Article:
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Creating a Data Breach Response Plan

Make your organization more resilient with a data breach response plan road map.

Organizations of all sizes face a growing risk of data breach -- the unintentional release of sensitive information that could result in business interruption and losses as well as reputational and legal damages.

To become cyber resilient, advanced preparation is critical. Developing a data breach incident response plan can help minimize the risks, costs and impacts of a data breach.

After the Data Breach“Incident response plans should outline procedures to counter the loss or potential loss of data,” explained Hart Brown, senior vice president, Organizational Resilience, HUB International. “Whether the breach was due to a targeted cybercrime or from mismanaged documents and rogue employees, an effective breach response plan enables organizations to realize their responsibilities to the individuals and business partners who entrust the organization with personal information and intellectual property.”

Data Breach Response Plan Road Map

An incident report is the first step in your data breach response plan and should include: system or security event logs to help verify the event, a description of the event including what actions were taken, and a classification of the event’s cause (i.e. unauthorized disclosure, improper communication or theft). As the costs of a data breach are becoming more severe, and failure to quickly identify the scope of the incident can lead to higher response costs, use the incident report to determine what additional facts are needed to understand the full impact of the breach.

Next you’ll need to establish the Incident Response Team (IRT). The IRT should include a diverse, cross-functional group to mitigate cost in the aftermath of a data breach, including external third-party resources that specialize in data breach response services, and should include: legal specialists, IT forensic experts, public notification services, call center providers, credit monitoring services and public relations agencies.    

Now it’s time to contain the situation. Your IT team will need to plan for altering the configuration of the network to minimize the malicious activity including rerouting network traffic, filtering or blocking a distributed denial-of-service (DDoS) attack or isolating all or parts of the compromised network. The level of complexity further underscores the need for your cross-functional team to include IT experts from your organization.

Perhaps one of the most critical steps is to ensure that the crime scene isn’t disrupted so that key evidence isn’t lost. Be sure to to have a strategy for collecting evidence including the type of information that should be retained such as critical log files, as well as current and recently terminated employees who had access to the impacted systems.

And finally, think first before you act!  That mantra is critical to consider in the first moments after the breach when you establish a post-breach communications structure. Holding statements, incident notifications, internal FAQs, business associate letters, call center scripts, the press release, individual victim notifications and state and federal notifications are a few of the most important communication tools that should be drafted and ready to go with only specifics filled in at the last minute.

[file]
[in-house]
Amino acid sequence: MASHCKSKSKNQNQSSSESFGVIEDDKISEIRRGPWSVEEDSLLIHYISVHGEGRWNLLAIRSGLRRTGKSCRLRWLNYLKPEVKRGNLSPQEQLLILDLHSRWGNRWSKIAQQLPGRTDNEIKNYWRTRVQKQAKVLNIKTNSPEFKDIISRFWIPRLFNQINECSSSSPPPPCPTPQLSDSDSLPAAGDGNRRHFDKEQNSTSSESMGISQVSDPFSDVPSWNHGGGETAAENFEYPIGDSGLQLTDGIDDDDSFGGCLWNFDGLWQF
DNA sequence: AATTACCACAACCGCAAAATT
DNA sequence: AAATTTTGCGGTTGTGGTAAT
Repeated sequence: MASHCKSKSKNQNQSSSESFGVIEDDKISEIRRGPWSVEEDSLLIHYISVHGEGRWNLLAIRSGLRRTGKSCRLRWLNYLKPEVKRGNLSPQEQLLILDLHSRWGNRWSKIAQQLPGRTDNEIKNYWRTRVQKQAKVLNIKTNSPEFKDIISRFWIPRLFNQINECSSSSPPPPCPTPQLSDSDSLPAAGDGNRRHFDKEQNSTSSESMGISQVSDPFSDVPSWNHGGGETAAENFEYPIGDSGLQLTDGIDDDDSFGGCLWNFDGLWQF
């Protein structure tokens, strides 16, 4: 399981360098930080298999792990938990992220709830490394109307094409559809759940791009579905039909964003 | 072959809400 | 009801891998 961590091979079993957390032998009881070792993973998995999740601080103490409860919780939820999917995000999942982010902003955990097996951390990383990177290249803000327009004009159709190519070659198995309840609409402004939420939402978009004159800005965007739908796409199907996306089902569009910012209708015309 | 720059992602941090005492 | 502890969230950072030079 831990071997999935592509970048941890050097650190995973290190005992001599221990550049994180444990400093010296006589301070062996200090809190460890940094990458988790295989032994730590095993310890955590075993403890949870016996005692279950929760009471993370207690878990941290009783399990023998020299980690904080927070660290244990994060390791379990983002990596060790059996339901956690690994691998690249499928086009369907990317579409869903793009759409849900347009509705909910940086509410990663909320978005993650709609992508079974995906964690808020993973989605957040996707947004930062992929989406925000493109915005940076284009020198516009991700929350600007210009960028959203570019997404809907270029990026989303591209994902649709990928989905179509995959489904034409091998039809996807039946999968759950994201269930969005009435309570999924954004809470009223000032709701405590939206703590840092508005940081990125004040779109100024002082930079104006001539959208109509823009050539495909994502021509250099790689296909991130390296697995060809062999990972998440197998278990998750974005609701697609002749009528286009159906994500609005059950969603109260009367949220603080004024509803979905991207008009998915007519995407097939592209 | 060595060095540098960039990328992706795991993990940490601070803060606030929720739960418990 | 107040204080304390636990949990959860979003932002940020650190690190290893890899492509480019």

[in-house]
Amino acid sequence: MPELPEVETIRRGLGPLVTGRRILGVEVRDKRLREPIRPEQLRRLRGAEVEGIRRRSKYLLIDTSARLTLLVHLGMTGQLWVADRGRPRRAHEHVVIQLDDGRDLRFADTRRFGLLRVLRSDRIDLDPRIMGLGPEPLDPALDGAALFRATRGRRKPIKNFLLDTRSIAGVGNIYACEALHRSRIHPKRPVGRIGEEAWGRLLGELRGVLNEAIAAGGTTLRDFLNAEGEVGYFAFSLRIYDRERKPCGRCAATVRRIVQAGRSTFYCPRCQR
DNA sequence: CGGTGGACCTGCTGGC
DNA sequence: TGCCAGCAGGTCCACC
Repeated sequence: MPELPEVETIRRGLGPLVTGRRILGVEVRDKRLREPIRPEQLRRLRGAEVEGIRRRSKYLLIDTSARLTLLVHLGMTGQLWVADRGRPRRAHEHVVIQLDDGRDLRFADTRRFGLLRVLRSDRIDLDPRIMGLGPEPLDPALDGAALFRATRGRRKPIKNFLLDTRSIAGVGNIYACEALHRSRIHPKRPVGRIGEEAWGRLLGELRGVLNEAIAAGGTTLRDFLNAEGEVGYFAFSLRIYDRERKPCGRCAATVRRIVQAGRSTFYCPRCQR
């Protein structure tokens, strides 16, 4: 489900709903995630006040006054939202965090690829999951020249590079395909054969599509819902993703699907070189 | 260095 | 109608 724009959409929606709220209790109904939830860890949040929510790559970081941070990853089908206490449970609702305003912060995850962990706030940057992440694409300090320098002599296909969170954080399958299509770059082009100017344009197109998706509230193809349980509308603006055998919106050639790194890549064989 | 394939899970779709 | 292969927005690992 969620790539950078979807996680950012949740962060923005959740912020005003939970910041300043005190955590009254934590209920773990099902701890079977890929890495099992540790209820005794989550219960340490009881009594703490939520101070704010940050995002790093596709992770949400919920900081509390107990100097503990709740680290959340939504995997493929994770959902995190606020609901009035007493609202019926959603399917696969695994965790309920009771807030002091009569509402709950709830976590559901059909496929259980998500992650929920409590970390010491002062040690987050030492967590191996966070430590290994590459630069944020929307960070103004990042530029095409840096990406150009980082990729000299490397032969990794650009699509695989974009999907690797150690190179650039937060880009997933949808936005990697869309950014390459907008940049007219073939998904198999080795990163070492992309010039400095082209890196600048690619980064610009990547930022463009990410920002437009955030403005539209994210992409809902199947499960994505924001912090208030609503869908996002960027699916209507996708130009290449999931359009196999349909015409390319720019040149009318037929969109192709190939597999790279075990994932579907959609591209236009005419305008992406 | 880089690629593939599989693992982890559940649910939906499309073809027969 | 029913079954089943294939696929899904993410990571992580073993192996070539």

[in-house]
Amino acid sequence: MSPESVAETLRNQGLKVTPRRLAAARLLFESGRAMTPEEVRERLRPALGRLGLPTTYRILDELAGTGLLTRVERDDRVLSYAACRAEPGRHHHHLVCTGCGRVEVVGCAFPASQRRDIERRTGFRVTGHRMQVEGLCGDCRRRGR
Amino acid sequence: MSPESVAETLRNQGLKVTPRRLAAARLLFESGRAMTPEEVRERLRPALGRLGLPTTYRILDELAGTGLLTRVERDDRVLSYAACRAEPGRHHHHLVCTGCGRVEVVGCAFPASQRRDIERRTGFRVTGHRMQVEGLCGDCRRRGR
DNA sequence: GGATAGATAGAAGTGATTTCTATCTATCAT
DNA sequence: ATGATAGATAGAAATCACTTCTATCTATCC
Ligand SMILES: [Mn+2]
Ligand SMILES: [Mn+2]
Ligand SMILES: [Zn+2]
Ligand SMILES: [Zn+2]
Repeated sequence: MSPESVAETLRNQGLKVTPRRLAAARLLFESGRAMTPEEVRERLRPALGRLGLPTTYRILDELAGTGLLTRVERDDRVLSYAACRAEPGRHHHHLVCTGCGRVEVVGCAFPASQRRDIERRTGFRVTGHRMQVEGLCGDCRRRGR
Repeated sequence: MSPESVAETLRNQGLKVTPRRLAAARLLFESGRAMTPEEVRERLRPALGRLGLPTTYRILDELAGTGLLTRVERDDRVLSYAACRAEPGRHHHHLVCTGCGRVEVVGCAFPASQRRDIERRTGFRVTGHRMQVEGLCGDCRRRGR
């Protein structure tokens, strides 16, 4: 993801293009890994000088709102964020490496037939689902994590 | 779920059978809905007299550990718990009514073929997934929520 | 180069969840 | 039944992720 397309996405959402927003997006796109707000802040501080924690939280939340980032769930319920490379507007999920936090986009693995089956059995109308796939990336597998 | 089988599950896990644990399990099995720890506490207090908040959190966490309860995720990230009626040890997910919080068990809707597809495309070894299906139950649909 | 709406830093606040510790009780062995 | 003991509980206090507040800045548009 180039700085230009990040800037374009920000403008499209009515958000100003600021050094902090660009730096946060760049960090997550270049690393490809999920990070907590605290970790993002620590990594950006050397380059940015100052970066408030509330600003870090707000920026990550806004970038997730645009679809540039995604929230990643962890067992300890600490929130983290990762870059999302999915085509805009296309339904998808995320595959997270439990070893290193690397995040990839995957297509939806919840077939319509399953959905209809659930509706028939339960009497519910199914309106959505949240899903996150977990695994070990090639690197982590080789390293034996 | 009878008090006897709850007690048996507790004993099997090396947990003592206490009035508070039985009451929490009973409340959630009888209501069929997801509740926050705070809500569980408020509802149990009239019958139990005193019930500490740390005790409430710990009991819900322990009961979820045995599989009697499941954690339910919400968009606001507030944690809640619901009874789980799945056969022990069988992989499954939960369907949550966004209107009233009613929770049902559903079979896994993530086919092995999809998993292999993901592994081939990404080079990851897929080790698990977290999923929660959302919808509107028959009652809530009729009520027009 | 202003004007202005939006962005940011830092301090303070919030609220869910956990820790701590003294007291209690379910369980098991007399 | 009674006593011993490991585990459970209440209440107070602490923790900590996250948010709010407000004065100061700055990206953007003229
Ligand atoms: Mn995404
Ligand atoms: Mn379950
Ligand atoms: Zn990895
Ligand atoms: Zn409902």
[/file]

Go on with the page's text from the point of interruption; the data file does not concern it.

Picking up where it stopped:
Cyber insurance breakdown

Another critical preventive measure to put in place to further minimize the damage of a potential cyber attack is to make sure your organization has the right cyber insurance coverage. Evaluate the following defined areas when determining the appropriate insurance coverage for crisis management expenses:

  • Network Security Liability covers third-party damages resulting from a failure to protect against destruction, deletion or corruption of a third party’s electronic data.
  • Privacy Liability covers third-party damages that result from the disclosure of confidential information collected or handled by you, or that is under your custody or control.
  • Electronic Media Content Liability covers personal injury and trademark/copyright claims that arise from the creation and dissemination of electronic content.
  • Regulatory Defense and Penalties covers costs arising from an alleged violation of privacy law caused by a security breach.
  • Network Extortion provides reimbursement for payments made under duress in response to an extortion threat.
  • Breach Event Expenses cover costs associated with privacy regulation compliance. This includes retaining a crisis management firm, outside counsel or forensics investigators.
  • Data Asset Protection covers recovery of costs and expenses that you may incur to restore, recreate or recollect your data and other intangible assets.

Minimize the impact

Data breach losses can add up quickly with too many out-of-pocket expenses. In addition to the financial impact of remediation, organizations will face operational disruption, customer backlash, lawsuits, fines and reputational losses. Having a data breach response plan as well as the right cyber insurance coverage can provide for a more comprehensive, compliant and efficient response while reducing the costs of an event and minimizing disruption.

For more information on how to best protect your organization, contact your HUB International risk consultant.